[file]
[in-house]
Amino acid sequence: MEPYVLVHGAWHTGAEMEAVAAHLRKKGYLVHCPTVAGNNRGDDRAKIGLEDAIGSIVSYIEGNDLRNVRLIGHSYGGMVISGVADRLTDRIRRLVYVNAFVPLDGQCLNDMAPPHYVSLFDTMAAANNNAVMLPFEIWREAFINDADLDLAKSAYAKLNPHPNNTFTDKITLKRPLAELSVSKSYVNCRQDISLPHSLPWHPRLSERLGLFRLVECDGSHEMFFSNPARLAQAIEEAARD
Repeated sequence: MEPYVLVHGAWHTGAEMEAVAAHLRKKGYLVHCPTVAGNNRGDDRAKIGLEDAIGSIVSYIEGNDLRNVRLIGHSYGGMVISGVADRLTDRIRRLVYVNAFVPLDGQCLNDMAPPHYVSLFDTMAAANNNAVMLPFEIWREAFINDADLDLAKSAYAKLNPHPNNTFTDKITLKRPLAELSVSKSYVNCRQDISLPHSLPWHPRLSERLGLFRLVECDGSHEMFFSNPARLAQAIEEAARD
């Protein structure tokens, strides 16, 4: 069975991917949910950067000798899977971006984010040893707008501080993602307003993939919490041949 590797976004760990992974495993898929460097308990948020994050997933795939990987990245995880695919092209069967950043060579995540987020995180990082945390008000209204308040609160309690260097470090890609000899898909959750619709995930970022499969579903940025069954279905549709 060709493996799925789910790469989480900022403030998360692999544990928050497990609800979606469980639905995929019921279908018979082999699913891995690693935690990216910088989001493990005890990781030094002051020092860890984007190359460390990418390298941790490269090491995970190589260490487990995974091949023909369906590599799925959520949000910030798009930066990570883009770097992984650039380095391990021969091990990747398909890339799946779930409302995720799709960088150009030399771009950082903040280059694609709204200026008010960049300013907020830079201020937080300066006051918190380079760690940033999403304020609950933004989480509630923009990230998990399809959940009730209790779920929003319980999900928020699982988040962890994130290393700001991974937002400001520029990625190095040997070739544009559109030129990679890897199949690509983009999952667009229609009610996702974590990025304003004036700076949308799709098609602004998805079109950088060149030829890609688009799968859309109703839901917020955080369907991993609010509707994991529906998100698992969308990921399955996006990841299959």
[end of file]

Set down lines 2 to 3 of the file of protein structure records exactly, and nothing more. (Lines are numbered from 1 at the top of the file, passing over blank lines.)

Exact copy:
Amino acid sequence: MEPYVLVHGAWHTGAEMEAVAAHLRKKGYLVHCPTVAGNNRGDDRAKIGLEDAIGSIVSYIEGNDLRNVRLIGHSYGGMVISGVADRLTDRIRRLVYVNAFVPLDGQCLNDMAPPHYVSLFDTMAAANNNAVMLPFEIWREAFINDADLDLAKSAYAKLNPHPNNTFTDKITLKRPLAELSVSKSYVNCRQDISLPHSLPWHPRLSERLGLFRLVECDGSHEMFFSNPARLAQAIEEAARD
Repeated sequence: MEPYVLVHGAWHTGAEMEAVAAHLRKKGYLVHCPTVAGNNRGDDRAKIGLEDAIGSIVSYIEGNDLRNVRLIGHSYGGMVISGVADRLTDRIRRLVYVNAFVPLDGQCLNDMAPPHYVSLFDTMAAANNNAVMLPFEIWREAFINDADLDLAKSAYAKLNPHPNNTFTDKITLKRPLAELSVSKSYVNCRQDISLPHSLPWHPRLSERLGLFRLVECDGSHEMFFSNPARLAQAIEEAARD